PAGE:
We Have No Baguettes Today: Ignoring Parenting Opinion

In Erin's Perspective by Erin L. Cox

Pamela Druckerman, right, on "Today"

By Erin L. Cox

First, let me preface this piece by saying that I do not have any kids. So, I can be somewhat objective when discussing how Americans raise their children. I agree that shows like “Super Nanny” wouldn’t exist if we were all doing a bang-up job with our progeny, but since this debate doesn’t tend to involve me, I try to stay out of the mommy-melee. Until this week…

On Tuesday, I watched the segment on “Today” for a new book called Bringing Up Bebe by Pamela Druckerman. Watch here:

First, you must ignore the fact that she’s wearing a beret through the whole segment, which I found distracting. But, once you do that, you realize that she’s suggesting that French parents have some kind of Zen connection to their children that Americans simply don’t possess. We can’t get our children to eat vegetables. We aren’t calm. We don’t take time for ourselves.

Yes, I have often sat with friends of mine who are wrestling with 3-year olds and thought, “Hrm, is that the best way to handle this? Why don’t you just say ‘no?'” And, I do urge my mommy friends to take time for themselves, but with working full-time and raising kids, that can be incredibly hard. But, that isn’t what Druckerman is selling. 

This story smacks of an ex-pat dissatisfied with American culture cloaked in a book claiming to have practical advice for parents. That I just can’t stand.  Yes, American culture is often more focused on “work” than “life.” Yes, Americans tend to want to give our children all of the benefits of life while also providing discipline, which can be a tricky balance, but that doesn’t mean that we don’t have common sense, which is the only advice that Druckerman really gives throughout the book.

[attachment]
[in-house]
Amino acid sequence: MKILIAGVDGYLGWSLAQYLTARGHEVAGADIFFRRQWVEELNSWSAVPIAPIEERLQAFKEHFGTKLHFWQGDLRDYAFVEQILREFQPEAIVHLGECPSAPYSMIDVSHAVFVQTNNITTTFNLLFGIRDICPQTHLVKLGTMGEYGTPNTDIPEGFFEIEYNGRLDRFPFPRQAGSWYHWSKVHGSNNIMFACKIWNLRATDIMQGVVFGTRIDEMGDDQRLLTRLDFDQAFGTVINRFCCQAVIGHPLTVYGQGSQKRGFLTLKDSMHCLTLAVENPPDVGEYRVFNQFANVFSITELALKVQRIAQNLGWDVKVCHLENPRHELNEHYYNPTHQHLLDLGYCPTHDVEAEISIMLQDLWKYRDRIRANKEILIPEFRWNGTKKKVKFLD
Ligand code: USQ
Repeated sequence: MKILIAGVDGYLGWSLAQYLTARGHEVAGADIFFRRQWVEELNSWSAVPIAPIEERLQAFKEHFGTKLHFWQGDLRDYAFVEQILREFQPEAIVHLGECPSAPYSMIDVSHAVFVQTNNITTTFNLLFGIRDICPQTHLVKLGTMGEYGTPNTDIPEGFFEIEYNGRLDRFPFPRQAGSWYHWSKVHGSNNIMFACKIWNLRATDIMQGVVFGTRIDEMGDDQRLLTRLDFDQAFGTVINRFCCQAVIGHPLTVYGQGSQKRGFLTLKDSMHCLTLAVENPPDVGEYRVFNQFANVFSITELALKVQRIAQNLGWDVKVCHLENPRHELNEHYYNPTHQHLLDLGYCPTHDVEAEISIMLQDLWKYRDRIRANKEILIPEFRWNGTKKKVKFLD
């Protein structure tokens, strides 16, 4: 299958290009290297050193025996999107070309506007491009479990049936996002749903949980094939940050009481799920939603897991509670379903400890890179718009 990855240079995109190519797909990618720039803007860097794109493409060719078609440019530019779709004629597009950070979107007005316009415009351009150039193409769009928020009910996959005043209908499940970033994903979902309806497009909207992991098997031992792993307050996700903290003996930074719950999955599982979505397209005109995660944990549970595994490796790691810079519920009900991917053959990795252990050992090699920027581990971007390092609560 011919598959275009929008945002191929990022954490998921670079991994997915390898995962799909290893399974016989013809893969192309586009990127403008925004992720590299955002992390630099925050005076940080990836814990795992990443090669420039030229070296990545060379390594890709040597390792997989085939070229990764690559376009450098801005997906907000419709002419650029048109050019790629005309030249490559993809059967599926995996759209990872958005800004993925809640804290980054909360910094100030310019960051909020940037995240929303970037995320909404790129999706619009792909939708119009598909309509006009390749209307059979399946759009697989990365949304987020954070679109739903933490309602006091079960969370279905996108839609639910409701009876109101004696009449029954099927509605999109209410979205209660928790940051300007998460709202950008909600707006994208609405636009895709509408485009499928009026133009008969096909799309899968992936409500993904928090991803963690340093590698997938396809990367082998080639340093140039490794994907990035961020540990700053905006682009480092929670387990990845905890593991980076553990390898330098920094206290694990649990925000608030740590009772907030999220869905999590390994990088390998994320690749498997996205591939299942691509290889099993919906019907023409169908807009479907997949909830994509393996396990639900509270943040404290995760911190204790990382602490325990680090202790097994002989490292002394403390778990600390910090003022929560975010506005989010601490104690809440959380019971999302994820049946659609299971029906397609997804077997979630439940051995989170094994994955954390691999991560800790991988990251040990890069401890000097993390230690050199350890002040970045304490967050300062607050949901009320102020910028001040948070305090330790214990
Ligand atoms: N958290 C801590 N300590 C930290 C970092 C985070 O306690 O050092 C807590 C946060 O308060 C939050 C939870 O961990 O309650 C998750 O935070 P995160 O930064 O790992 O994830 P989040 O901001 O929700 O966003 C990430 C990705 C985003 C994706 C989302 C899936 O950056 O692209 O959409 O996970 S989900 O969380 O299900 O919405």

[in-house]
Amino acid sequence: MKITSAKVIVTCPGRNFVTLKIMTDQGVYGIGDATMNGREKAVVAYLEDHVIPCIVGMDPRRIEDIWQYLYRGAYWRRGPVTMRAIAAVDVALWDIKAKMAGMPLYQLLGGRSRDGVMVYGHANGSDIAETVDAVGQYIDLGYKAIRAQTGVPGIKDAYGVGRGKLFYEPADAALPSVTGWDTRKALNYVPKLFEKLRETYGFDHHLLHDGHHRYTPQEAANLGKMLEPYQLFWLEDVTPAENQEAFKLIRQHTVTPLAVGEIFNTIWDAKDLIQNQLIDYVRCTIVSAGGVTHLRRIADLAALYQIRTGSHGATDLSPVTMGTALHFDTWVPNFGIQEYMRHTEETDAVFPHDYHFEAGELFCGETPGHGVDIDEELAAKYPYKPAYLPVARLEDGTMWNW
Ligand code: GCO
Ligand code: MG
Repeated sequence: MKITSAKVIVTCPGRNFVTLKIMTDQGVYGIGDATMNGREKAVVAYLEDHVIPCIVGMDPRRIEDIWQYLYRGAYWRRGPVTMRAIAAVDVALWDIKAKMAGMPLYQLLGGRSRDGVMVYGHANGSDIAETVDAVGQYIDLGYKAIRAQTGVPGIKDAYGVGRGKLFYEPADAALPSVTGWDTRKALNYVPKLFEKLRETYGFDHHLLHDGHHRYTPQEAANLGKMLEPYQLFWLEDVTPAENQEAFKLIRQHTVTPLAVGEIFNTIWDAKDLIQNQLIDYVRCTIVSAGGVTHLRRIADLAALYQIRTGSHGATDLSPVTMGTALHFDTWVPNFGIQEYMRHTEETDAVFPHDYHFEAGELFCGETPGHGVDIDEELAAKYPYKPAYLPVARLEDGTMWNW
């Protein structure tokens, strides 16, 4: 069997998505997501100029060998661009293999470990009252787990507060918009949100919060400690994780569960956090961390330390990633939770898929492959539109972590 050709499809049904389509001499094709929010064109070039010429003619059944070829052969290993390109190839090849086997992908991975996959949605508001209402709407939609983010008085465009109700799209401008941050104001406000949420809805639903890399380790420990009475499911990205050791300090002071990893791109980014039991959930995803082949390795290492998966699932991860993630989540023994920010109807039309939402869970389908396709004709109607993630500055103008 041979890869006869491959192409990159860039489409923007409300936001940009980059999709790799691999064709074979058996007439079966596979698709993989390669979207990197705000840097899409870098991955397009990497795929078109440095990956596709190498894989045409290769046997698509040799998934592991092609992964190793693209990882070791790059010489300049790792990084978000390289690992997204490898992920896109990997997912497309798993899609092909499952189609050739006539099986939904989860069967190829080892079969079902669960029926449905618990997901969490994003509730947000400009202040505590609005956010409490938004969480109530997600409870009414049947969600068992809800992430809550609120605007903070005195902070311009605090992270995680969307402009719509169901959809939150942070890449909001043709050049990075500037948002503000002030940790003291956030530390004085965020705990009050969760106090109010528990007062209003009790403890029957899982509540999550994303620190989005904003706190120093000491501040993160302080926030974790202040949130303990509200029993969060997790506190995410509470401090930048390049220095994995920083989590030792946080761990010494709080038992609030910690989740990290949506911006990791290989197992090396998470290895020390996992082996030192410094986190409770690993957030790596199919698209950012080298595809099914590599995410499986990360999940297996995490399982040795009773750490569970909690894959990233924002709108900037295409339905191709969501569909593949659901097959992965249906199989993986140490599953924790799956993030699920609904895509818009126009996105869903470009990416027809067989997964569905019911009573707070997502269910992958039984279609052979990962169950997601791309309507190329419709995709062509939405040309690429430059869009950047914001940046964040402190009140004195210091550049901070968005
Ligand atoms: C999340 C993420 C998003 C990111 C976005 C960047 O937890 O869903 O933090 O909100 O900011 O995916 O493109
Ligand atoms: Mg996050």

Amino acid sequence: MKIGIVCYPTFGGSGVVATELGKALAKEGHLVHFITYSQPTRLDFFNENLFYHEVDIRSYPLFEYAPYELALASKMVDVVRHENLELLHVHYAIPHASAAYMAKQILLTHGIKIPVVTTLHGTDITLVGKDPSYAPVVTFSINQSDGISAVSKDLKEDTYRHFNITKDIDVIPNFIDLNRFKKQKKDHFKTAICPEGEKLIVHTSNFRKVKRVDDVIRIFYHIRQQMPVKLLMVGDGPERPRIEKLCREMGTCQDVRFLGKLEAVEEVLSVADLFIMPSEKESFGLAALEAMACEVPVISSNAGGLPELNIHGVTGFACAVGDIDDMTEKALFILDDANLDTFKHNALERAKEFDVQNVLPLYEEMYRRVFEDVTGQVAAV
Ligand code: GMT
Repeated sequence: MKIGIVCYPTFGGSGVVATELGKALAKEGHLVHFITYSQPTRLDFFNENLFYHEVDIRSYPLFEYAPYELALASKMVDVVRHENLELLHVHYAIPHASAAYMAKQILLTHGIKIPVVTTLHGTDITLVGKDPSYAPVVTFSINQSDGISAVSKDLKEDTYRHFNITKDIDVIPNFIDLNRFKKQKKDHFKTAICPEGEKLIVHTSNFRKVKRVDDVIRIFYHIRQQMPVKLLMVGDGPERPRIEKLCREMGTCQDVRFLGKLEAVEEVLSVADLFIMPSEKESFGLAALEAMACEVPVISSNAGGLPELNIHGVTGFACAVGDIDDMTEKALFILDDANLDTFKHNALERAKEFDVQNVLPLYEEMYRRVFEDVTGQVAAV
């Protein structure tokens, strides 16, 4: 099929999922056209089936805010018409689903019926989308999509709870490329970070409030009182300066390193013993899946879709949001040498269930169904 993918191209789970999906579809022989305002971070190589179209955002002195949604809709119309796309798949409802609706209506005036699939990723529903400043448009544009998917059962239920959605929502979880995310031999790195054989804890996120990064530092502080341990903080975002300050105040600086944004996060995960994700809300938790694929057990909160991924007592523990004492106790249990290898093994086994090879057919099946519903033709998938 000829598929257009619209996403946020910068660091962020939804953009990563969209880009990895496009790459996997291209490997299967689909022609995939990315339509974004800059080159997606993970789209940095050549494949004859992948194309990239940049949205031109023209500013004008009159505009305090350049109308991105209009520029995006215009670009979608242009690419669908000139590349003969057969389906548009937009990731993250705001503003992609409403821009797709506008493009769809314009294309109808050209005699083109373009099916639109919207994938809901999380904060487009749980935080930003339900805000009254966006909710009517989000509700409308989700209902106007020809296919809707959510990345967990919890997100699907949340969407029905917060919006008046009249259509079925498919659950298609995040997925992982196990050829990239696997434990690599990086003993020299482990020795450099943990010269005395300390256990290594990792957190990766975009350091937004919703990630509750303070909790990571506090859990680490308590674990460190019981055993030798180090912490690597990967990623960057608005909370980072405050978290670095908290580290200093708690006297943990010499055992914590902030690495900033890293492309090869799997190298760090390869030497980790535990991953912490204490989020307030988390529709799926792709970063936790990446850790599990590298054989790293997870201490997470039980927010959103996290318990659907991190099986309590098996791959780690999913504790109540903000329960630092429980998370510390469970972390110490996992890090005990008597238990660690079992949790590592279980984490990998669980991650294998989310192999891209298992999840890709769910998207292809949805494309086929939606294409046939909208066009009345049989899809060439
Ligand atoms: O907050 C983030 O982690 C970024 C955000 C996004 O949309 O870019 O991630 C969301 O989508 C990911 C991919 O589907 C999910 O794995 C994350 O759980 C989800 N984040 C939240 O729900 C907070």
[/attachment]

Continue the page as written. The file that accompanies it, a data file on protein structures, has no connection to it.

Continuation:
I allow Druckman her opinion, but all French children are not so astonishly well-behaved. I know a couple of French children who aren’t. Just like all American children aren’t thugs. All American parents aren’t pushovers or task-masters vying for Ivy League schools either. I’m happy to hear her story, but to tout her as some sort of expert or even a sociologist who discovered something unique about French children that American children don’t have and preaching to American parents instead of simply citing this as a memoir of her experiences is sort of ridiculous.

Parents, do you need some help with your kids? Let me recommend two books instead of Druckerman’s: The Price of Privilege by Madeline Levine and The Biggest Job We’ll Ever Have by Laura and Malcolm Gauld. Out in 2002, The Biggest Job We’ll Ever Have actually gives a lot of advice to parents very similar to that of Druckerman’s…but it’s written by two Americans.

About the Author

Erin L. Cox

Erin L. Cox has worked as Business Development Director for Publishing Perspectives. She is a Senior Associate at Rob Weisbach Creative Management, where she represents writers and handles publicity and advertising clients.